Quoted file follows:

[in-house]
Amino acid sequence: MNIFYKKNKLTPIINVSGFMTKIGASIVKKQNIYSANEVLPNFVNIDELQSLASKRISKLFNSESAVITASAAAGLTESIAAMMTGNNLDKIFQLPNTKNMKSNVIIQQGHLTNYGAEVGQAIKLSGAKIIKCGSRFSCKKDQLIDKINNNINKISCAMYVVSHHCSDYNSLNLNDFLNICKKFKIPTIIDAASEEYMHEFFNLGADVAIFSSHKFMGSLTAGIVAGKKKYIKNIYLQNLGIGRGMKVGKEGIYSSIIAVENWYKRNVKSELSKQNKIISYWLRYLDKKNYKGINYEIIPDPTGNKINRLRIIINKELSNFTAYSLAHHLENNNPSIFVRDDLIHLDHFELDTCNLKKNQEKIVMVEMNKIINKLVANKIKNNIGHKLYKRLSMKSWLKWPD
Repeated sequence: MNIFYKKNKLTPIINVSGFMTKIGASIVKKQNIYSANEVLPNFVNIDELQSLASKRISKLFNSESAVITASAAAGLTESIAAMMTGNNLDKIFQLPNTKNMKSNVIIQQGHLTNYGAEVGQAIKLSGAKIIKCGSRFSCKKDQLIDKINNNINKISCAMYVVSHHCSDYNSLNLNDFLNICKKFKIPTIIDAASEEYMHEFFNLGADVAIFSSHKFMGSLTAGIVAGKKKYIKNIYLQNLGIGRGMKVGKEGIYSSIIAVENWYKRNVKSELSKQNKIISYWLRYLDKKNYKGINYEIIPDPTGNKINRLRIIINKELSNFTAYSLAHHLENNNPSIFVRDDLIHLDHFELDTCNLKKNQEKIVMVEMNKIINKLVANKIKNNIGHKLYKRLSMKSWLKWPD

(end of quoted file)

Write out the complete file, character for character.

[in-house]
Amino acid sequence: MNIFYKKNKLTPIINVSGFMTKIGASIVKKQNIYSANEVLPNFVNIDELQSLASKRISKLFNSESAVITASAAAGLTESIAAMMTGNNLDKIFQLPNTKNMKSNVIIQQGHLTNYGAEVGQAIKLSGAKIIKCGSRFSCKKDQLIDKINNNINKISCAMYVVSHHCSDYNSLNLNDFLNICKKFKIPTIIDAASEEYMHEFFNLGADVAIFSSHKFMGSLTAGIVAGKKKYIKNIYLQNLGIGRGMKVGKEGIYSSIIAVENWYKRNVKSELSKQNKIISYWLRYLDKKNYKGINYEIIPDPTGNKINRLRIIINKELSNFTAYSLAHHLENNNPSIFVRDDLIHLDHFELDTCNLKKNQEKIVMVEMNKIINKLVANKIKNNIGHKLYKRLSMKSWLKWPD
Repeated sequence: MNIFYKKNKLTPIINVSGFMTKIGASIVKKQNIYSANEVLPNFVNIDELQSLASKRISKLFNSESAVITASAAAGLTESIAAMMTGNNLDKIFQLPNTKNMKSNVIIQQGHLTNYGAEVGQAIKLSGAKIIKCGSRFSCKKDQLIDKINNNINKISCAMYVVSHHCSDYNSLNLNDFLNICKKFKIPTIIDAASEEYMHEFFNLGADVAIFSSHKFMGSLTAGIVAGKKKYIKNIYLQNLGIGRGMKVGKEGIYSSIIAVENWYKRNVKSELSKQNKIISYWLRYLDKKNYKGINYEIIPDPTGNKINRLRIIINKELSNFTAYSLAHHLENNNPSIFVRDDLIHLDHFELDTCNLKKNQEKIVMVEMNKIINKLVANKIKNNIGHKLYKRLSMKSWLKWPD